Andrew Sullivan of Atlantic Monthly recently published this note from one of his readers:

“I have a friend – one of my very best, actually – who I affectionately refer to as my “anti-me”. She is everything I am not.

She is Republican, Evangelical, Christianist, and Liberty University educated. She married at 22 followed in short order by 2 kids. She lived in the suburbs when we met and now lives in a rural area outside of a very small town. She is homophobic, anti-abortion, and a Tea Party sympathizer. She loves Sarah Palin. She thinks Barack Obama is an over-educated socialist who is trying to ruin America.

I am a Democrat, a skeptical Catholic, never been married and with no kids. I live in the city and can’t imagine living in a small town. I have gay friends and gay relatives and I am pro-gay marriage. I am pro-choice. I think Sarah Palin is an uneducated extremist who is trying to ruin America (to say the least). I voted for and continue to support Obama.

There is no reason that we should be friends. But we listen to each other. We talk, civilly, about the things we disagree about but it doesn’t dominate our friendship. We respect each others’ viewpoints, even when we think it is the craziest thing we’ve ever heard. I think I have become a better, more intellectually well-rounded person because I know her. I am less quick to judge and more open to hearing new ideas. I challenge my own beliefs more and I am better at examining view points I oppose.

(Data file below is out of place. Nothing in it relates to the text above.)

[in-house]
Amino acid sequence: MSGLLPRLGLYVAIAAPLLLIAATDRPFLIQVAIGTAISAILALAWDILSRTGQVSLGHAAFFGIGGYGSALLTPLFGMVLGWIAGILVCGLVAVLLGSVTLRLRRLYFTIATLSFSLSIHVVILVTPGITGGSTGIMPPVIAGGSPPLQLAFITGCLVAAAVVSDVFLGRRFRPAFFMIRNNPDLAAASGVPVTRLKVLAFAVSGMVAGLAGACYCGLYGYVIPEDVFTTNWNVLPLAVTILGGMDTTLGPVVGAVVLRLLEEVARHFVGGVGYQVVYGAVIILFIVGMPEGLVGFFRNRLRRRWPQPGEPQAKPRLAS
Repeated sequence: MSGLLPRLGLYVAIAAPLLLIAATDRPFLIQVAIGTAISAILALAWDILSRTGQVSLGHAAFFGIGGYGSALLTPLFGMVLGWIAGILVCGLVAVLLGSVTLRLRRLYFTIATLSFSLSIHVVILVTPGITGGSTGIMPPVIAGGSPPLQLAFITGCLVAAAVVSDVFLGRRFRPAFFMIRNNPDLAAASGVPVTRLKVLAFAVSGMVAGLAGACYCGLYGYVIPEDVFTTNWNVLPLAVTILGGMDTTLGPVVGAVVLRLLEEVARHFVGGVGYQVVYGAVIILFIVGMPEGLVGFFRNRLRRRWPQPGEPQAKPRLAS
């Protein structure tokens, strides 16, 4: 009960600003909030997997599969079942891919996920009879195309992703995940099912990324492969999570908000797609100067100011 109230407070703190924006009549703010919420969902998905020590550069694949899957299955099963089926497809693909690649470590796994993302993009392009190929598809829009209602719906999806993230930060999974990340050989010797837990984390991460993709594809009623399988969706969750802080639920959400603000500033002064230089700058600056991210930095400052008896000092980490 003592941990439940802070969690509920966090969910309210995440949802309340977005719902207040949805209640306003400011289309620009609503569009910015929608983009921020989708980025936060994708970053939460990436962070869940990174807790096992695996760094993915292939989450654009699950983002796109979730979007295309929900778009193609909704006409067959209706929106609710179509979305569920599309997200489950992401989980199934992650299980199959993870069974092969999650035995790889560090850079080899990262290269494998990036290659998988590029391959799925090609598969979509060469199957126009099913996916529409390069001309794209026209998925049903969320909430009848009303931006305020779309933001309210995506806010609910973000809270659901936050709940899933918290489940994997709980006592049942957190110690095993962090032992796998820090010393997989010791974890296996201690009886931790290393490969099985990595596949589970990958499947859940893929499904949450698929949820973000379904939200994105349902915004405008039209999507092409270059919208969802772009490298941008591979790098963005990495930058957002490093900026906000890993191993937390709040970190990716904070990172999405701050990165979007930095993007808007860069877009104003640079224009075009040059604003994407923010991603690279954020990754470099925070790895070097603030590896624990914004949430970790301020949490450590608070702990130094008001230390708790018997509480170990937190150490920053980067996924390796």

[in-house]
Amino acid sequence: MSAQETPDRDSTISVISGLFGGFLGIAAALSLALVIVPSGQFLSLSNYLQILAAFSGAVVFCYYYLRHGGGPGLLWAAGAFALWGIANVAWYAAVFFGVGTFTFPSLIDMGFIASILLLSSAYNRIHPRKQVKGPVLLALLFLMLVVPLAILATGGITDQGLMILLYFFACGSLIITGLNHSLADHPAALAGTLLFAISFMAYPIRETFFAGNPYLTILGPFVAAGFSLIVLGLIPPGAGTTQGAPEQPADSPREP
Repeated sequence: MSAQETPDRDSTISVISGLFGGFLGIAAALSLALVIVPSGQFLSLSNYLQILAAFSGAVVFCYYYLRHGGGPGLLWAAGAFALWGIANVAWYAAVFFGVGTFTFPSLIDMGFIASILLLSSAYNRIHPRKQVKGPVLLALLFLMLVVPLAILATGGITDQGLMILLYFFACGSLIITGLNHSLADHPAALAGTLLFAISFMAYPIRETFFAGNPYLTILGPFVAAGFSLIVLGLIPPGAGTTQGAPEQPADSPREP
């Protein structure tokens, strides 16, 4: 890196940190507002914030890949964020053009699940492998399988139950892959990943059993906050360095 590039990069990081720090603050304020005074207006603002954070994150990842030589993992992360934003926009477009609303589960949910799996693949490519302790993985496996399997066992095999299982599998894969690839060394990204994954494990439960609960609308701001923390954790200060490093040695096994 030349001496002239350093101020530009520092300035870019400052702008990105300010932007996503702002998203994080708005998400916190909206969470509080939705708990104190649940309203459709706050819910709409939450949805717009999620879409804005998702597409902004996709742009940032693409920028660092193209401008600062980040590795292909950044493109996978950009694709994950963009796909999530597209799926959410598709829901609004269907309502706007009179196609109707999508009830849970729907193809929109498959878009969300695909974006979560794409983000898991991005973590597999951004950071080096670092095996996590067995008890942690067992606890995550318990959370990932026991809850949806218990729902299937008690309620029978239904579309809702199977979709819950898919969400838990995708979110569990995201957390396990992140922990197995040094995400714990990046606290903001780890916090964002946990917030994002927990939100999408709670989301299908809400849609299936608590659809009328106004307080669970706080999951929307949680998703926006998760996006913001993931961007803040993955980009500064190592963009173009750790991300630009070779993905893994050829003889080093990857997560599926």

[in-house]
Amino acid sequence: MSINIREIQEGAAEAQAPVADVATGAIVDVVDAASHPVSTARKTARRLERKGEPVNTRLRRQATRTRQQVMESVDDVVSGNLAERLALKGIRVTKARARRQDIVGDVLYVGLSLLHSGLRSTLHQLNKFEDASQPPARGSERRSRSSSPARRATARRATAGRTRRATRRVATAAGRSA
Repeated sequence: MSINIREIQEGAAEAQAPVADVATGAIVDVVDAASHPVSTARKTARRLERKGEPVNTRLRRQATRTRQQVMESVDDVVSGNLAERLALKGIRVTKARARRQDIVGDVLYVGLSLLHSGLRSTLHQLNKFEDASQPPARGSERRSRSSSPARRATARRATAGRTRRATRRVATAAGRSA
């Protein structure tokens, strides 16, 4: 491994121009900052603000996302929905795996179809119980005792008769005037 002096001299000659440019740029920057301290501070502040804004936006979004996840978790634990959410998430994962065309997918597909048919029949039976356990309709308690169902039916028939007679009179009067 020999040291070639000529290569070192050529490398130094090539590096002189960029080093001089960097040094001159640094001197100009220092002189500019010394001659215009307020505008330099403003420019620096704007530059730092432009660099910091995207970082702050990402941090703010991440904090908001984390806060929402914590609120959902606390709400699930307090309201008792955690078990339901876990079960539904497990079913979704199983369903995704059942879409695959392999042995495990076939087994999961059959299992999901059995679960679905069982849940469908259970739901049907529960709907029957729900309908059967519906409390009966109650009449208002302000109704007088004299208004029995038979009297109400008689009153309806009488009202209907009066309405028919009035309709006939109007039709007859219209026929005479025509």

We should all have an anti-me. ”

Steve continues … I find I agree with this anonymous reader. We live in an age of intentional ignorance and information cocoons that keep up us from even knowing what other people are thinking. As such we predetermine that dialogues are diatribes instead of conversations. There cannot be an honest exchange of ideas because neither honesty nor accuracy is really valued. Protecting our position or proving our point is the main motivation in communication.

In a truly democratic society (which we all claim to value), such intellectual isolation is anathema. When Jesus says, “You shall know the truth and the truth shall set you free” he meant that the truth never need fear other opinions or ideas, for the Truth of God will ultimately be understood and embraced by those who want to be truly free. More of us fit Jack Nicholson’s famous outburst in A Few Good Men, “Truth–you can’t handle the truth.”

To one like myself, who truly wants to connect people to God, the anti-mes are invaluable. They help me see and understand others–their dreams, their burdens, their beliefs, their fears. If I don’t know and understand the people not like me then my attempts to communicate the Good News to them is simply shouting into a wind storm. My words go nowhere and do no good because no one can hear them.


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